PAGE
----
ABI- The ABI or Ankle Brachial Index is a test used to check for the presence of blockages in the peripheral arteries and provide verification that one has Peripheral Arterial Disease or PAD. The test compares blood pressures at your ankle with the blood pressure in your arm. The ABI is calculated by dividing the systolic blood pressure at the ankle by the systolic blood pressure in the arm.
Combines traditional ultrasound sound waves, which bounce off items such as arteries and vessels to create a picture and a doppler ultrasound which records sound waves from moving objects such as blood to measure how they are flowing through the vessel and its velocity or speed.
This study tells us if your aorta is becoming enlarged by measuring the abdominal aorta and the iliac arteries. An abdominal aorta over 3cm in diameter is considered aneurysmal. AAAs often have no symptoms; mortality rate is high if they rupture.
- Reasons to have this test: If you have a family history of AAAs or are a male who is between 65-75 years old and has smoked at least 100 cigarettes in his lifetime.
This study tells us how the blood flow is getting to your brain. We look at the common carotid, external carotid, internal carotid, vertebral and subclavian arteries to see if there is any plaque that would be obstructing blood flow.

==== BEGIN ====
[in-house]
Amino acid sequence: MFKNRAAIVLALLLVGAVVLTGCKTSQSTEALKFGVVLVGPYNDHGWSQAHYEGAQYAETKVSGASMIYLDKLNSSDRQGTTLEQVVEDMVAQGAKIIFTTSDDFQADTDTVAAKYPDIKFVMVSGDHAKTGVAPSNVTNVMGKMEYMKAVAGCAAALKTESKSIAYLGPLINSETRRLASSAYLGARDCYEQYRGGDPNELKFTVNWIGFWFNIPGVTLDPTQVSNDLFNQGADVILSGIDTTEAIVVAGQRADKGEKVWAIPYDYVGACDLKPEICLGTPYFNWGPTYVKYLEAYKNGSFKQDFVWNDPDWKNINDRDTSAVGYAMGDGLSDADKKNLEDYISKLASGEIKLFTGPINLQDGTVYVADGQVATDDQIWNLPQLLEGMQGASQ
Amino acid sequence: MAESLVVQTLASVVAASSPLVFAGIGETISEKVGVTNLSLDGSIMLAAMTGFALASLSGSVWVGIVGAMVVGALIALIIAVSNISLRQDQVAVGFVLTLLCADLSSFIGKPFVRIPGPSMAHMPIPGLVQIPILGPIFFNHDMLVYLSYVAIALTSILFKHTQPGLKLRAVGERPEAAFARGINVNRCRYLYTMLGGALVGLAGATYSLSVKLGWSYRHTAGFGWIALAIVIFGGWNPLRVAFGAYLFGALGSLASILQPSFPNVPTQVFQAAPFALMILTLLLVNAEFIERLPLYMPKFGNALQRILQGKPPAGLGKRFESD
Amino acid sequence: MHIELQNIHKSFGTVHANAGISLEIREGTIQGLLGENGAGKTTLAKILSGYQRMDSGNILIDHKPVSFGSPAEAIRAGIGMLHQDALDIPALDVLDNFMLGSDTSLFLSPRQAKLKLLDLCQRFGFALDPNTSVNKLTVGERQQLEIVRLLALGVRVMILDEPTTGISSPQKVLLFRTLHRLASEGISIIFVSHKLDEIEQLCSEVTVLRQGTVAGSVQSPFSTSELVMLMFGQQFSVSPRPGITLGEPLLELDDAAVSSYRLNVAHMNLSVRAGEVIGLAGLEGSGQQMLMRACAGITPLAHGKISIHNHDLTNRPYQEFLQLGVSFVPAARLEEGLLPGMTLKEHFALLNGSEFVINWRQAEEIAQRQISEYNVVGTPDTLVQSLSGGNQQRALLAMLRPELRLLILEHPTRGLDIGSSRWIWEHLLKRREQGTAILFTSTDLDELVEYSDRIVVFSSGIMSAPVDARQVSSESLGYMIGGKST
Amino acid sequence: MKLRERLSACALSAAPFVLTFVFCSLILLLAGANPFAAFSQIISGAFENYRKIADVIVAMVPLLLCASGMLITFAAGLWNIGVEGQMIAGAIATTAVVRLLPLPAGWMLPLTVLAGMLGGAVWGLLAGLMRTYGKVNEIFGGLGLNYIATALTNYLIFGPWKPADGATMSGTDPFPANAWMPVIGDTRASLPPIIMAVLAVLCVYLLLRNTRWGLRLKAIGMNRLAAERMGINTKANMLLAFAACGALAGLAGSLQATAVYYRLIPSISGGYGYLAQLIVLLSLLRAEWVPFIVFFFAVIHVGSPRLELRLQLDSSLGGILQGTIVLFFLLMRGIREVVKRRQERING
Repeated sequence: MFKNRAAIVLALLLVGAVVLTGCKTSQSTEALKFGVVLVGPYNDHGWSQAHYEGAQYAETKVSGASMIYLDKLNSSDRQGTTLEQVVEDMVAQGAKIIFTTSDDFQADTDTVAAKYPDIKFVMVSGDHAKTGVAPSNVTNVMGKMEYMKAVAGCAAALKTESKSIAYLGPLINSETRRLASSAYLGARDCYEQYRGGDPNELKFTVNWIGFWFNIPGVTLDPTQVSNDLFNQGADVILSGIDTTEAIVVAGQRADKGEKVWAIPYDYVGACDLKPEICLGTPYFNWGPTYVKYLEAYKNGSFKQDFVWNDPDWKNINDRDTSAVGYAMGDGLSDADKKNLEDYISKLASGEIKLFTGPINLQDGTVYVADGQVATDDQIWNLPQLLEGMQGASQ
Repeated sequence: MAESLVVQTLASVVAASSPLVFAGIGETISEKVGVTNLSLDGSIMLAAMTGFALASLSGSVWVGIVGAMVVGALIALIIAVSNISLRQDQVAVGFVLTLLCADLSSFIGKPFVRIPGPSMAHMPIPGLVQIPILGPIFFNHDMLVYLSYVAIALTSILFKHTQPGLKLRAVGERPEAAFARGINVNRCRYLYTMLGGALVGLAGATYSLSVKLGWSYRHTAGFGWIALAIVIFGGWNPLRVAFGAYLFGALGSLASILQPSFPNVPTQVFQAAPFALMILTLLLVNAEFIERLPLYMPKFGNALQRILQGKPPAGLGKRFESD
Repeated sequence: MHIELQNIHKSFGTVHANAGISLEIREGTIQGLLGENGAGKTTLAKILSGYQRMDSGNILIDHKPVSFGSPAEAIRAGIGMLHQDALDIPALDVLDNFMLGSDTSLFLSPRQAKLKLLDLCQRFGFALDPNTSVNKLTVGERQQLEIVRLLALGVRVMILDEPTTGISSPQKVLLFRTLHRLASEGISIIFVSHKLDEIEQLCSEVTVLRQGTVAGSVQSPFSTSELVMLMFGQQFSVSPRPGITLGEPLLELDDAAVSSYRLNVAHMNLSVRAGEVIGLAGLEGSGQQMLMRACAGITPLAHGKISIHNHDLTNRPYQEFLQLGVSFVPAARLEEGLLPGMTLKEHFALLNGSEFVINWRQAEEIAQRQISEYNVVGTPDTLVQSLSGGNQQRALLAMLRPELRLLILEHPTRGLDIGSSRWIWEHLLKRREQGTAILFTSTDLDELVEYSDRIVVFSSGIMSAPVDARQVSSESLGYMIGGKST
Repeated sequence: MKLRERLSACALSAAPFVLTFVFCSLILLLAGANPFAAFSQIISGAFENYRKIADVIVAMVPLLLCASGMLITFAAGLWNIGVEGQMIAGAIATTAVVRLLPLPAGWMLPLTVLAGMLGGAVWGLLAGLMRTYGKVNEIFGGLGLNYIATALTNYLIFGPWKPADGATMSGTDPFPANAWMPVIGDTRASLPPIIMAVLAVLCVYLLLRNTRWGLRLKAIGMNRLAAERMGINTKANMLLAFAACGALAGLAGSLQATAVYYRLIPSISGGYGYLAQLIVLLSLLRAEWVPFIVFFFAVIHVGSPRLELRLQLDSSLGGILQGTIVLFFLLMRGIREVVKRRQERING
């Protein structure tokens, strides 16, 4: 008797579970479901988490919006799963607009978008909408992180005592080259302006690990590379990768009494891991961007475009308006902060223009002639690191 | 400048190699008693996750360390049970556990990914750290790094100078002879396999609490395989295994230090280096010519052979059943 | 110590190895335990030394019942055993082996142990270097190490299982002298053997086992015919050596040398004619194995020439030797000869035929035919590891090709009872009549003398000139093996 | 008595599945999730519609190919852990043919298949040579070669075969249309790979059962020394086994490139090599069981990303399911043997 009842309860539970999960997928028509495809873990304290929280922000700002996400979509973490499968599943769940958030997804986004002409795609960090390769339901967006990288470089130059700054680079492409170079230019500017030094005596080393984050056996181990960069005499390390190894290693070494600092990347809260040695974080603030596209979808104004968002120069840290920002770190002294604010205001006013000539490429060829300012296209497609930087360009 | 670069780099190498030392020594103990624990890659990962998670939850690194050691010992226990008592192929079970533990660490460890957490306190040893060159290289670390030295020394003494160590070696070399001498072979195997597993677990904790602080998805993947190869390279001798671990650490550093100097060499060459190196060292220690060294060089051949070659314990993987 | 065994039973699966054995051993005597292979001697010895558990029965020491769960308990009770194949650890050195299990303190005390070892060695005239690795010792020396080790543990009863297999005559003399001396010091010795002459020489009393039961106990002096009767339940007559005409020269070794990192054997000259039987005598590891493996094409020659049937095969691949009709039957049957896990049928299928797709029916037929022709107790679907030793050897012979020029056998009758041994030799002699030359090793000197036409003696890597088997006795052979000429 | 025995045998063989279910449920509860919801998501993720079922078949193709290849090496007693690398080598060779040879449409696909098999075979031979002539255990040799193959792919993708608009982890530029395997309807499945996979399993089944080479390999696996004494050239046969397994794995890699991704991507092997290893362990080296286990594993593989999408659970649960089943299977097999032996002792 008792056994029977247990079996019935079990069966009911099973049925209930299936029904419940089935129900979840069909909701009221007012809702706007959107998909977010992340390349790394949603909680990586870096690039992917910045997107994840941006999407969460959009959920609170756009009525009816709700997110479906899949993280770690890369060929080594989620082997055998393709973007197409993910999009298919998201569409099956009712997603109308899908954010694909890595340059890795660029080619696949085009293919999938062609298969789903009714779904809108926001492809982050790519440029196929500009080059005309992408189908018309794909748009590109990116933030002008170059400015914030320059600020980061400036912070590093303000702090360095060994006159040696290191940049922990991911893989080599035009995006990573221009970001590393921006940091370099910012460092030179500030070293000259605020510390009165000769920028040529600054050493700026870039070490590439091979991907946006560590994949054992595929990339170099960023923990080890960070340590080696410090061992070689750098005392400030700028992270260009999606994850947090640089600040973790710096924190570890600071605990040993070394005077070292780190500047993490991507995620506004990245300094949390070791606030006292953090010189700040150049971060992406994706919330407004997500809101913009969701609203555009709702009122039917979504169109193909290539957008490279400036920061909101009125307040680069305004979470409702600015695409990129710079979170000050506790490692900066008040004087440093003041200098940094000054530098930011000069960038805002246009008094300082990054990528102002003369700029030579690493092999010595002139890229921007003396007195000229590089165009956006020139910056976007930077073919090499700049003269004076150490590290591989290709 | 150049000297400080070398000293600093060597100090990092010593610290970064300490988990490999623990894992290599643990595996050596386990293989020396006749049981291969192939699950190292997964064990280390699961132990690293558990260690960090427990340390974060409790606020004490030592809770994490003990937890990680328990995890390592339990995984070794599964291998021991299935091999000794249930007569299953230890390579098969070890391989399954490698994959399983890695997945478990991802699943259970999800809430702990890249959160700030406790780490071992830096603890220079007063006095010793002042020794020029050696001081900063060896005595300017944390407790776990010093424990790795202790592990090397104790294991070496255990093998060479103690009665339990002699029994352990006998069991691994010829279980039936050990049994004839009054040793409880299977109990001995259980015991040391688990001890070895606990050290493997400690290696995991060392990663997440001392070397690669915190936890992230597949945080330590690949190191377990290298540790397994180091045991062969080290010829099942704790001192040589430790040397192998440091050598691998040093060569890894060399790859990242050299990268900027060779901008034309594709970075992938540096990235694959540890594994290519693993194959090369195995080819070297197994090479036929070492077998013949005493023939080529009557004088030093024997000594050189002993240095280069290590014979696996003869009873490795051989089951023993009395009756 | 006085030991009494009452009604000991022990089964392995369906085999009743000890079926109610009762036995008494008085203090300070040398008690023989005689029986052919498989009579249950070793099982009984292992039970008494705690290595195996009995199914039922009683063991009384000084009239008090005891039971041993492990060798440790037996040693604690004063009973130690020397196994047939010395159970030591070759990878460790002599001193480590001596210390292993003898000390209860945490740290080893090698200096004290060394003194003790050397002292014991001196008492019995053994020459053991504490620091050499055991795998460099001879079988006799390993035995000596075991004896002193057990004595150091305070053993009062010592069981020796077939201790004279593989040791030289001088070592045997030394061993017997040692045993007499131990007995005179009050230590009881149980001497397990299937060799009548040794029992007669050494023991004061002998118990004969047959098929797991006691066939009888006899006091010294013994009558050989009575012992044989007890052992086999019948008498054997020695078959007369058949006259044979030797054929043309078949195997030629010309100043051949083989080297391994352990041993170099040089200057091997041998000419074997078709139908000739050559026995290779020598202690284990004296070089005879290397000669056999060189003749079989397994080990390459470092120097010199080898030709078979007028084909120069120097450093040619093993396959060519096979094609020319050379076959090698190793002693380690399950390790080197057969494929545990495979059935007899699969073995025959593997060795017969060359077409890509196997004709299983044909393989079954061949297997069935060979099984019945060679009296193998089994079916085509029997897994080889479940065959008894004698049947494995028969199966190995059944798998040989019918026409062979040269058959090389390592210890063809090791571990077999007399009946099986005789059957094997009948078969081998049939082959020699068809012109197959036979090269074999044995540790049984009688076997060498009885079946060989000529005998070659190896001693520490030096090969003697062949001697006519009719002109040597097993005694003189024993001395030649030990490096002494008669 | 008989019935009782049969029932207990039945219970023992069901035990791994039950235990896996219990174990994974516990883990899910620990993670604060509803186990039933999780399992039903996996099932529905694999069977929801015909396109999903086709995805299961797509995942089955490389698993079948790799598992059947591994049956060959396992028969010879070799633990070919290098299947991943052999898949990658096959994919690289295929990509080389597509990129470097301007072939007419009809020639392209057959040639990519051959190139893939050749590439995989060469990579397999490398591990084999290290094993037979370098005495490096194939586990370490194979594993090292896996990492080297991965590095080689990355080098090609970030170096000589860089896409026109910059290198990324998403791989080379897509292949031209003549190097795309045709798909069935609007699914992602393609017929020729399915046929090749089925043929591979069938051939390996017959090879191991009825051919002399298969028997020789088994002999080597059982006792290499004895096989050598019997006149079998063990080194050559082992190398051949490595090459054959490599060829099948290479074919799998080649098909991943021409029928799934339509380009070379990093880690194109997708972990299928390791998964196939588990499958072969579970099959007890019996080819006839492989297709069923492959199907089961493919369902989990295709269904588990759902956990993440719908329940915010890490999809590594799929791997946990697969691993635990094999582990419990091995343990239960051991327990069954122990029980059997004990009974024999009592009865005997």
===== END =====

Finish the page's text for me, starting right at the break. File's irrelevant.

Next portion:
- Reasons to have this test: If you are experiencing any dizziness, sudden vision changes or weakness on one side or the other; if you have a history of peripheral arterial disease (PAD), stroke or heart attack.
This study looks at the flow in a graft/stent that has bypassed or stented an occluded or highly obstructed artery. Bypass grafts can be either a vein or a synthetic graft.
- Reason to have this test: If you have a bypass graft that might be showing signs of becoming occluded. Routine ultrasounds can identify these signs and hopefully prevent a problem.
This study helps us to rule out a deep vein thrombosis or incompetent veins. The veins in your legs have valves that help to push the blood back up to your heart; when these valves stop working blood can pool causing swelling and pain.
- Reasons to have this test: If you are experiencing any pain or swelling in your legs, visible varicose veins or ulcers.
This study tells us how the blood flow is getting to your intestines. We look at the celiac trunk, superior mesenteric, inferior mesenteric arteries and abdominal aorta.
- Reasons to have this test: If you have increasing abdominal pain after eating, develop the fear of eating due to stomach pain, or experience extreme weight loss.
This study tells us how the blood is flowing down into your legs. Atherosclerotic plaque can build up in your arteries restricting blood flow down to your feet causing pain after walking short distances.
- Reasons to have the test: If after walking a short distance you start feeling pain or cramping in your buttocks, thighs or calves; if you have a history of diabetes, hypertension, high cholesterol, smoking, ulcers, and/or non-healing wounds in your feet, ankles or toes.